Perhaps then it has been religion that has given us tough laws against pedophilia - oh, no, actually the bible has no prohibition against pedophilia.  Has it then helped to establish equal rights for either blacks or gays?  Nope - the bible clearly establishes a moral basis for racism and is still being used to oppress gays.

So how, then, has the United States made so much progress? Abolishing slavery, prosecuting child-raping priests, handing down harsh sentences for rape and pedophilia, establishing a basis for the equality of blacks, women, and finally gays........well, it seems that all of this has been done IN DIRECT OPPOSITION to theistic morality, dragging the fundamentalists, kicking and screaming, all the way along.

So, John, you said rationally based morality was weak -> would you care to actually offer some supporting arguments for that?  Or would you prefer to stick to the theological model of simply dictating truth - because I gotta tell ya, it doesn't fly far with people who don't believe in your invisible evidence/authority.

Comment by Albert Bakker on January 26, 2012 at 1:38am

[Edit again: Lets qualify this - I think, not declare] Morality can't be derived from first principles. Morality evolves. Ultimately meta ethics is a futile exercise, there is no 'real' morality behind morality as we actually practice it.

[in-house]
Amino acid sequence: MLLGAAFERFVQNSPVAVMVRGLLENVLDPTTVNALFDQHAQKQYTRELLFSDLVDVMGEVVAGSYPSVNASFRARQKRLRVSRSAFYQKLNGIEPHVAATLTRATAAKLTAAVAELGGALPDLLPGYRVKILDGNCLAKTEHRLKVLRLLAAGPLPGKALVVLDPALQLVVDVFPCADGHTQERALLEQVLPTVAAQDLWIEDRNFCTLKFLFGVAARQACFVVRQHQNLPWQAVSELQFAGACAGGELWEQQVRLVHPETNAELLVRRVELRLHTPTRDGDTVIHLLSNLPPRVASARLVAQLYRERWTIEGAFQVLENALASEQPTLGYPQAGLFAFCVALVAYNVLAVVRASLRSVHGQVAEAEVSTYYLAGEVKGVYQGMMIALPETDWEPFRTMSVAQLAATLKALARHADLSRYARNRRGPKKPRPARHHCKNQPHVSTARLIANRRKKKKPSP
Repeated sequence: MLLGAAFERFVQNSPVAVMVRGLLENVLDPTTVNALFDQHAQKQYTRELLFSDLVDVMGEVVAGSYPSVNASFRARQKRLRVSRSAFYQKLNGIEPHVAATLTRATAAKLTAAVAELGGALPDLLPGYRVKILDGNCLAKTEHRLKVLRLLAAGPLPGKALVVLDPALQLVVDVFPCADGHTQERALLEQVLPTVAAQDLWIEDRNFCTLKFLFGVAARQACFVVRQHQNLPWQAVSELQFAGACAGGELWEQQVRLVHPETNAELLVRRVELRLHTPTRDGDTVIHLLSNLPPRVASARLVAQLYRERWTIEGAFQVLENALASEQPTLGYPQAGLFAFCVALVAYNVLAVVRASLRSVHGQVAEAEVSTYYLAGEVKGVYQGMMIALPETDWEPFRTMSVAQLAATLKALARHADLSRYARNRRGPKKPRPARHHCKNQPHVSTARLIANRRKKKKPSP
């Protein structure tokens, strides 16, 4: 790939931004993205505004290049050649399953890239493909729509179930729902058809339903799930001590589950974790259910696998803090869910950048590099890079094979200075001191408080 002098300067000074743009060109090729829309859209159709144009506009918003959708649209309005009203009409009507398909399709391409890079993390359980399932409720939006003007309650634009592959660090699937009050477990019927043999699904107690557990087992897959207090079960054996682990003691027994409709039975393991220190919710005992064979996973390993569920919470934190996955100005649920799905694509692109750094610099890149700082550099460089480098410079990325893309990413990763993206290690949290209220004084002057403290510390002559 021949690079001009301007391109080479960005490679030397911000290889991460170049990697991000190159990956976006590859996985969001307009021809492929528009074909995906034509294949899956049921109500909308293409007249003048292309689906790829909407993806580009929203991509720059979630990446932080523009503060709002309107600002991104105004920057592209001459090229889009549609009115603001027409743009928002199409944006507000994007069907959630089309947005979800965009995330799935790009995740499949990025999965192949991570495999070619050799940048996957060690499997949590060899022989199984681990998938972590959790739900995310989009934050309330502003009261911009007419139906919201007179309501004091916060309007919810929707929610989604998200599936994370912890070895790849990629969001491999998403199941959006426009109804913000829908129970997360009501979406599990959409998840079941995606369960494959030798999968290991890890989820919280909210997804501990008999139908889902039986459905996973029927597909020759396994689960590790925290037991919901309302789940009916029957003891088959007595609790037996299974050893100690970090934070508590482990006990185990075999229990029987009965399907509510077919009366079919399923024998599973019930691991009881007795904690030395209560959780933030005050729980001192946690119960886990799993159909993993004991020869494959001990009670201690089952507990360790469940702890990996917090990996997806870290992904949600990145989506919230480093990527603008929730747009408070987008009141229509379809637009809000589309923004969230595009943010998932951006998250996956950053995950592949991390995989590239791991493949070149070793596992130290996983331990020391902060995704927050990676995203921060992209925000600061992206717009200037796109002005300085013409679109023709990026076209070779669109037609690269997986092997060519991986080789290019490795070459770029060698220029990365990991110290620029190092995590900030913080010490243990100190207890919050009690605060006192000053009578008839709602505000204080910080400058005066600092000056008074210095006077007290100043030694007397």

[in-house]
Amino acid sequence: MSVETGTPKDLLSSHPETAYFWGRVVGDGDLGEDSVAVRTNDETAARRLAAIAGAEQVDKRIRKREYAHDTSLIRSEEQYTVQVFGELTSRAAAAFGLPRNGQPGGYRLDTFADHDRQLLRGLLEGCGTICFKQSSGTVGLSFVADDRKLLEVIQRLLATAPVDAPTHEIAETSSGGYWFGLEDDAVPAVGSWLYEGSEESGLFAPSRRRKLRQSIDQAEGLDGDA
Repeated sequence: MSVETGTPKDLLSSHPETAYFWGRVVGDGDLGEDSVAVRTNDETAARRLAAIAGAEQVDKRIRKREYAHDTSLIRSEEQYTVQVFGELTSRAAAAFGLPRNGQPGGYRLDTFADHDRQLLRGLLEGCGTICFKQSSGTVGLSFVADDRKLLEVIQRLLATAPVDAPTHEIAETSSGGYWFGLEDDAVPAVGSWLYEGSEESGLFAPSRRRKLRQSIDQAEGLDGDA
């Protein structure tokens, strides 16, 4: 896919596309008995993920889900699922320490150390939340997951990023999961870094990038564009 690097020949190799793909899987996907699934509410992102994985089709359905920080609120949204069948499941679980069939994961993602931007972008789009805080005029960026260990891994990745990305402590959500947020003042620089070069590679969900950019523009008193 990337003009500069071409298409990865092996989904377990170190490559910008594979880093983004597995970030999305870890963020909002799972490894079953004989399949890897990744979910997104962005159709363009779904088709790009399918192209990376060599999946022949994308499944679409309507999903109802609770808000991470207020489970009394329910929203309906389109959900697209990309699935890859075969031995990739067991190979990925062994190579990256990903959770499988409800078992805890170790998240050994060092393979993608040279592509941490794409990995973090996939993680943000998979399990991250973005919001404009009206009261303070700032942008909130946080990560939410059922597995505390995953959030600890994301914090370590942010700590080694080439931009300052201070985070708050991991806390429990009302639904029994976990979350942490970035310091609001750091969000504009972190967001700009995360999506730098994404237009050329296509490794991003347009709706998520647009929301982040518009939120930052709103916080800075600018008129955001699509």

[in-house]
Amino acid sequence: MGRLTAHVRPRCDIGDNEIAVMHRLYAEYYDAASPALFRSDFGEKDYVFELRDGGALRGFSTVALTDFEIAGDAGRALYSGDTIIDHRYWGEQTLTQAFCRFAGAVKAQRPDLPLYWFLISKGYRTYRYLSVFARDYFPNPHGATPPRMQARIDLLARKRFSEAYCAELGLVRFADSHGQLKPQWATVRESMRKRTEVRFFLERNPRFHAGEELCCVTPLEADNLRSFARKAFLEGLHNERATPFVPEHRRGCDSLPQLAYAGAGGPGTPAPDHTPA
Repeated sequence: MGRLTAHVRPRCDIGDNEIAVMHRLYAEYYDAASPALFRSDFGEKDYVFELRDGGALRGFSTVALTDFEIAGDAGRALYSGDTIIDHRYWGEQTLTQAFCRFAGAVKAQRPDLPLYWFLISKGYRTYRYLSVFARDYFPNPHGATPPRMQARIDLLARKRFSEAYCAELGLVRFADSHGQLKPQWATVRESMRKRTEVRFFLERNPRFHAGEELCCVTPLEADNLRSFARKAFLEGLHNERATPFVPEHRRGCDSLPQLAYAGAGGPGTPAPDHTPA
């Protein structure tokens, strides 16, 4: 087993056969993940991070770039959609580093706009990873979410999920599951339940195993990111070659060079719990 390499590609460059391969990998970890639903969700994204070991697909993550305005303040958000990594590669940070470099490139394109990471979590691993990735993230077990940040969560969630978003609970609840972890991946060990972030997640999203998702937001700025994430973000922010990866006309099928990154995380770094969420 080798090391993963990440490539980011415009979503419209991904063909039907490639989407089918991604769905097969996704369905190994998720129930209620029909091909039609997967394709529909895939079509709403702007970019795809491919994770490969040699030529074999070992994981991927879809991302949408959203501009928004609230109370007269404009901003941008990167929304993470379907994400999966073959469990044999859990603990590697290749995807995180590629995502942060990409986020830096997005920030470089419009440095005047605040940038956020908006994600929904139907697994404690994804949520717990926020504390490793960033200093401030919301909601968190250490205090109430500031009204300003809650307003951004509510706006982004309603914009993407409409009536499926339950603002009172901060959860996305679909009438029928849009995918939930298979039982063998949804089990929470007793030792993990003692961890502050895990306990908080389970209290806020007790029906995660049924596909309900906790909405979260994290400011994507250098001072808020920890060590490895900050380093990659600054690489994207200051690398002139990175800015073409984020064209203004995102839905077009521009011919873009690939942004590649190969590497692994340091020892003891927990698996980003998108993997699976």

In the philosophy of ethics you can roughly make a distinction between meta-ethics and normative ethics and normative ethics then would fall into teleological (goal) and deontological (command) types of systems.

The normative religious foundation of morality is deontological: [do X] The duty or obligation or prohibition is commanded and the command must find it's justification in the authority of the rule-giver. Leading directly to the Eutyphro objection (Plato.) A major problem arises when the rule-giver doesn't exist and the whole thing just hangs in mid-air. It's very problematic and frankly, troubling. Since the rule or the law is the basis, the consequence is of no importance in the moral calculus. (Deontological systems are anti-consequentialist.) That is of course in conflict with human practice, how we actually evaluate (after the fact) whether we acted morally or not. In the case of religion it is also in conflict with the evolving nature of morality and the undeniable dependency on culture, in which Darwinian mechanisms are also active.

Other systems are teleological. There an overarching universalized goal is the basis for morality: [In order to achieve Y do X.] Utilitarianism is an example. Here you have to justify that this goal is actually universally valid. This is also problematic. In the case of utilitarianism it often leads to the naturalistic fallacy.

Kant's categorical imperative is somewhat of a special case, but considered deontological. In that case the moral calculus is set up so that in order for an act to be morally just the maxim of an act must be universalizable without it leading to contradictions. It's a pretty useless system when you try to apply it to the real world.